How often have you overheard a conversation about sorrel sauce in the corporate hallways? That's what I thought. Location.

“Did you know he had three admins?” one of my colleagues asked me breathlessly after he’d parted ways with the Soft.

“Think about it: there’s breakfast, lunch, AND dinner.” I told him.

By that time, I was completely nomadic. I’d roam the halls looking for an empty office to set up my laptop in. My briefcase had turned into a great, hulking, lumpy ballistic nylon sack of office supplies, computer cords, and battery chargers (and the occasional snack).

I carried my own Swingline stapler.

Empty offices are very poorly equipped at The Soft. I’d try to find one with a table and chair, but Facilities would invariably take out the phone and turn off the room's Internet connectivity. Interns would try to chase me out, convinced that once I moved in, I’d appropriate the space for good.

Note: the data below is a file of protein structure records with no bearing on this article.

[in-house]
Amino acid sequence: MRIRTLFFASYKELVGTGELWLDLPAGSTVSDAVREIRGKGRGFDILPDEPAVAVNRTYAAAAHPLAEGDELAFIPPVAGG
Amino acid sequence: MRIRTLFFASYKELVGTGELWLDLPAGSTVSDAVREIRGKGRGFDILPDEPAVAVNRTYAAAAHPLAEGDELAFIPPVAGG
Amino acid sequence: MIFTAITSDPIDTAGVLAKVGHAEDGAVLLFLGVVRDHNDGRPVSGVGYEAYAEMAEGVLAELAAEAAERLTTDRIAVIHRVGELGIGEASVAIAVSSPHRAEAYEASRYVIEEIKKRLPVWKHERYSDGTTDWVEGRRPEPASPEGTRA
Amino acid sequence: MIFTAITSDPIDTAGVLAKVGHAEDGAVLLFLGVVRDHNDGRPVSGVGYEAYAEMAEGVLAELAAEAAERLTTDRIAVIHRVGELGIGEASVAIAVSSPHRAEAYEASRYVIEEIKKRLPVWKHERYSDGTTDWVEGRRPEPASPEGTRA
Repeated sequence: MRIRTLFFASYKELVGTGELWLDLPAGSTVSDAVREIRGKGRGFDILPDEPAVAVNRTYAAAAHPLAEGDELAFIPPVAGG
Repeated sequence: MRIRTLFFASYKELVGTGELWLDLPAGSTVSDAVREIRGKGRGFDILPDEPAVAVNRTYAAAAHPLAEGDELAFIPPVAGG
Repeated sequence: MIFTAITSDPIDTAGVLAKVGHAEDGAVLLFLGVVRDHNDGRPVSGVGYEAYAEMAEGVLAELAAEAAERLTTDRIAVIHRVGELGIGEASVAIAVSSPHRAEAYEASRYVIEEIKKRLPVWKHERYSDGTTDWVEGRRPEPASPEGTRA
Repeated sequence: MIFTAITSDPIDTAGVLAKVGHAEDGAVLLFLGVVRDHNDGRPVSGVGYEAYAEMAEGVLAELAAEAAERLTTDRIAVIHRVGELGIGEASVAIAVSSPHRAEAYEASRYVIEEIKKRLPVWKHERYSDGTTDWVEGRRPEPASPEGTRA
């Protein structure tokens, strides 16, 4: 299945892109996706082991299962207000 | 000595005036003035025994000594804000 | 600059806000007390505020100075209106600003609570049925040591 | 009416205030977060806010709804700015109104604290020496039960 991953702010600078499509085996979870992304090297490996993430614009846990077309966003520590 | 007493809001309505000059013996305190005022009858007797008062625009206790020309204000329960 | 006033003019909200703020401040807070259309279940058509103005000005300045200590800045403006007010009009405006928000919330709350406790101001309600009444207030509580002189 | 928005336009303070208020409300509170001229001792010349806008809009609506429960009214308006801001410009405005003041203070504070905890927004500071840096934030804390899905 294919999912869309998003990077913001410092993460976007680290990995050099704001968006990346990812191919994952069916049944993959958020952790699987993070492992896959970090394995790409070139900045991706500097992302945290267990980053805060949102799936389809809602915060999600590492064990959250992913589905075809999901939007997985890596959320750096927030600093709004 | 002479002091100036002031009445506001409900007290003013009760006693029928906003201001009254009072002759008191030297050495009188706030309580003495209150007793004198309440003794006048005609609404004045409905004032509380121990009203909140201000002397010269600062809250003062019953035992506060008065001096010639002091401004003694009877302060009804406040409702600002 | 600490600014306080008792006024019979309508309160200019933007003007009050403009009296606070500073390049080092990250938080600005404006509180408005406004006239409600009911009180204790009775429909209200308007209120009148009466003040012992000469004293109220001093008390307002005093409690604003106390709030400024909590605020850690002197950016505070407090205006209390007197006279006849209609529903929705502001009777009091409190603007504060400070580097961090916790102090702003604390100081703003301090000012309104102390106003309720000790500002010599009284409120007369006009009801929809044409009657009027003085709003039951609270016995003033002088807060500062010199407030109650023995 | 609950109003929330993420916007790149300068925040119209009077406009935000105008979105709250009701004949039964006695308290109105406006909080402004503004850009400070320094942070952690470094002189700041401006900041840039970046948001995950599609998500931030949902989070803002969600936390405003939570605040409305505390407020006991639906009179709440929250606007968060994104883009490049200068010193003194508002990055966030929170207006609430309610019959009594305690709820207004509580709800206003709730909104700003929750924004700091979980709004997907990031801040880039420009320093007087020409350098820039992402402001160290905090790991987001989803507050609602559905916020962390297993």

“Go away, kid. You bother me,” I’d tell some perky young thing.

Because, really, poaching offices like this is humiliating. Humiliating. Carrying your own stapler: humiliating. Sitting on the floor because there’s no furniture: humiliating.

I started working at home full time.

You know the story. Howard Hughes made us all too aware of what happens to the recluse who works from home. It’s a short step from realizing that you haven’t changed out of your sweatpants yet at 6pm to wearing cardboard tissue boxes on your feet and aluminum foil on your head and peeing in jars.

A short step.

You enter into a nether world. Your day-to-day schedule decays. Your wardrobe declines. Your hygiene goes to hell in a handbasket. You no longer own any hard soled shoes.

Not only that. You also run out of bookshelves.

An office isn’t just a place to sit; it’s a place to store stuff. Journals and books just don't look that great when you put them on home bookshelves. The same stacks of paper that make you look productive at the office make you look like a slob at home.

I’d given up though. I’d completely given up on the whole idea of an office. Never again would I have an office mate like Matt or be the victim of pink flamingo pranks. I’d passed the apex of my life as an office worker. No more quad pads, no more swivel-y chairs, no more donuts, no more fancy phone with lots of buttons, no more eavesdropping. None of that.

I was becoming maudlin, nostalgic for the series of anonymous corporate settings I could call my own.